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Can Muslims Respect Christians?

26 December, 2016
Q Why do Muslims claim that they must respect the Jews and Christians as People of the Book, but also say that they--especially Christians--commit unforgivable sins in associating partners with God?


Asalamu Alaikum,

Thank you for contacting About Islam with your question.

Dr. Shabir Ally addresses this question in the video below:


Safiyyah Ally: OK, Dr. Shabir Ally, here is a question from a Christian. He said:

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“I’ve heard that Muslims must respect Jews and Christians as People the Book. Yet, I’ve also heard that the one unforgivable sin is shirk, which involves equating anyone with God which includes belief in the Christian Trinity. This seems to lead to a confusing an ambivalent position for Christians such as myself. Could you please clear this up?”

Dr. Shabir Ally: Uh huh, yeah, in fact it is confusing from Muslims as well. On the one hand, we speak respectfully of the Jews and Christians. We refer to them as People at the Book. And on the other hand, we say that shirk is the one unforgivable sin.

And, when one gets into the details of what shirk entails, it seems that taking Jesus as the son of God literally and the Christian Trinity must fall under that belief of Muslims that is classified as shirk. And so how do we explain that?

First of all, I should explain the word “shirk”.

Shirk in Arabic means association or partnership. And as the technical religious term, it means considering someone to be on equal terms or partner with God, or and to give to someone else, or some other entity, that sort of worship and devotion which is due only to God, to confuse the categories between God and His creation.

All of this is referred to as shirk.  And so, then, how do we reconcile these two apparently conflicting things? It seems to me that the best way of reconciling this is to say that- God is more broad-minded then we are.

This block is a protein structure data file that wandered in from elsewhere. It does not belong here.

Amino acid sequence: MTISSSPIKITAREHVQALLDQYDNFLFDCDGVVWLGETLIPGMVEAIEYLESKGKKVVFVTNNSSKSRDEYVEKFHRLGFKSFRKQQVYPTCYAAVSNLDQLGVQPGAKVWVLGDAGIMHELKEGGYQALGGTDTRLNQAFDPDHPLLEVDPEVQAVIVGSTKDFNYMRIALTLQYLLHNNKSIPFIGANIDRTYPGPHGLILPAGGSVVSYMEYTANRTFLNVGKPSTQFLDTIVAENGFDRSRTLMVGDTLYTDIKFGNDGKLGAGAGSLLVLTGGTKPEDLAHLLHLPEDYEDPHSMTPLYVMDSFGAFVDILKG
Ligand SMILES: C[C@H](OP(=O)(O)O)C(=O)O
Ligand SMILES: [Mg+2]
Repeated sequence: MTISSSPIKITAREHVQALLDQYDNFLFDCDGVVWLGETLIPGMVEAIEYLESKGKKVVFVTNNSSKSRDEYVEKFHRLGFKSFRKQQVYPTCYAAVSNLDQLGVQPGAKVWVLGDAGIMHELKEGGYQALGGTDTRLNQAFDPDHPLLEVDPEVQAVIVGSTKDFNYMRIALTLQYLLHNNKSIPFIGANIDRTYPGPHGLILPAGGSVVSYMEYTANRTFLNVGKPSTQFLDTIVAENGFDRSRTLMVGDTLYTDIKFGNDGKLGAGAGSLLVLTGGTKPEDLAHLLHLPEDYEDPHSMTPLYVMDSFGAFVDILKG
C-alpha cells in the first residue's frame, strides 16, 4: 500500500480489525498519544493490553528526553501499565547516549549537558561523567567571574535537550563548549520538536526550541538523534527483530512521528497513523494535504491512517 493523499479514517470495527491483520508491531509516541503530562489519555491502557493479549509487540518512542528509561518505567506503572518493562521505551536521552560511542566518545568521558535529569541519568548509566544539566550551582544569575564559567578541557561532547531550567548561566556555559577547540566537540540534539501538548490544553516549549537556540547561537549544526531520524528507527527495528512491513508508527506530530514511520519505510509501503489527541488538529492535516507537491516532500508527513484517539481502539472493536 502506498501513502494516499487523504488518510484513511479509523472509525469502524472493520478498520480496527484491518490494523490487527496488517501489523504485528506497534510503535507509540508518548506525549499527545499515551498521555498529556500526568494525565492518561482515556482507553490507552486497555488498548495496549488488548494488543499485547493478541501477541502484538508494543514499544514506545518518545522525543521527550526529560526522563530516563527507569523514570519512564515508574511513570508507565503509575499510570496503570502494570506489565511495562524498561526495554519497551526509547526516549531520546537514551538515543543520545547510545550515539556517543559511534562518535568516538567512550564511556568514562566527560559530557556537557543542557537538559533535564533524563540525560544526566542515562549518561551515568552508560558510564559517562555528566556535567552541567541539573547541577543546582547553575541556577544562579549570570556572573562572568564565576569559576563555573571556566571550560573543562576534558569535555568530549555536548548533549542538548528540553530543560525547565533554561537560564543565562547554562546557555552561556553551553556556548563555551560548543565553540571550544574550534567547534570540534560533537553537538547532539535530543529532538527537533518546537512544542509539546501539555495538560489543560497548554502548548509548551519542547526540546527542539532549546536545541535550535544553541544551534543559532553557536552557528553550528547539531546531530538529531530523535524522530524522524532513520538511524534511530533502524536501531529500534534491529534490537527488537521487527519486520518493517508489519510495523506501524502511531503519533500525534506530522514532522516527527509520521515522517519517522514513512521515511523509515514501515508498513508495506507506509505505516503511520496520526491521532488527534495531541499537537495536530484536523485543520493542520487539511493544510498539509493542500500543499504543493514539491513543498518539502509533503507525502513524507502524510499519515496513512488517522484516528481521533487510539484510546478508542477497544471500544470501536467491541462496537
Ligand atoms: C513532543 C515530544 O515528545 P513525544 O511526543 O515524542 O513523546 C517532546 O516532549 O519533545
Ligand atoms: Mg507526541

When He revealed the Quranic message to the Prophet Muhammad (peace be upon him) and by extension to those who will follow the prophet, then He is laying out a strict sort of definition: this is what I want you to follow.

But at the same time, He is allowing for the fact of human nature and how people are, and what can be expected in terms of change.

Since, before the Prophet Muhammad (peace be upon him) came on the scene, there were already existing religions: you do not expect all of the people to give up all of their religions all at once, and then follow the religion of Islam as now taught by the Prophet Muhammad (peace be upon him).

So, there’s a certain degree of tolerance on the part of God to accept people who are close to that, at least in intention, even if not–from the Quranic point of view–not quite there.

And so, Muslim scholars for example, have had to think about this, and some of them said; well, the common people won’t be responsible for their beliefs which are outside of the parameters of acceptable Islamic belief because this is what they have been taught, through, since childhood.

And they know nothing better than this. But, their leaders, who should have known better—who are educated and schooled, and so on, literate—they could have evaluated and known what is the truth: they will be responsible for teaching their people the falsehood.

But that still means that God is, in the breath of things, allowing for people to have salvation even if they had beliefs which are outside of the parameters of the Muslim strict interpretation of monotheism.

Safiyyah Ally: So, the Quran seems to expect that Muslims will respect Christians and Jews.

Dr. Shabir Ally: Yes, and the basis of that respect, like why Christians and Jews particularly, for Jews in particular, have maintained the monotheism in the widest and broadest interpretation of Judaism. And the mainstream following have regarded the declaration that there is only one God as being non-negotiable.

There have been some other sort of interpretations which have thought of there being demi-gods or something like this—some intermediaries between God and man—and so on.

But very strictly speaking, the Torah is very clear that there is only one God. And that has been followed. in Christianity, there is still that declaration that there is only one God, even though one understands the Trinity to be a representation of that one God.

I hope this helps answer your question. Please keep in touch.

Walaikum Asalam.

Please continue feeding your curiosity, and find more info in the following links:

Faiths Seek Common Ground at San Diego Univ.

The Prophet’s Kindness Towards People of the Book

Religious Tolerance in Muslim History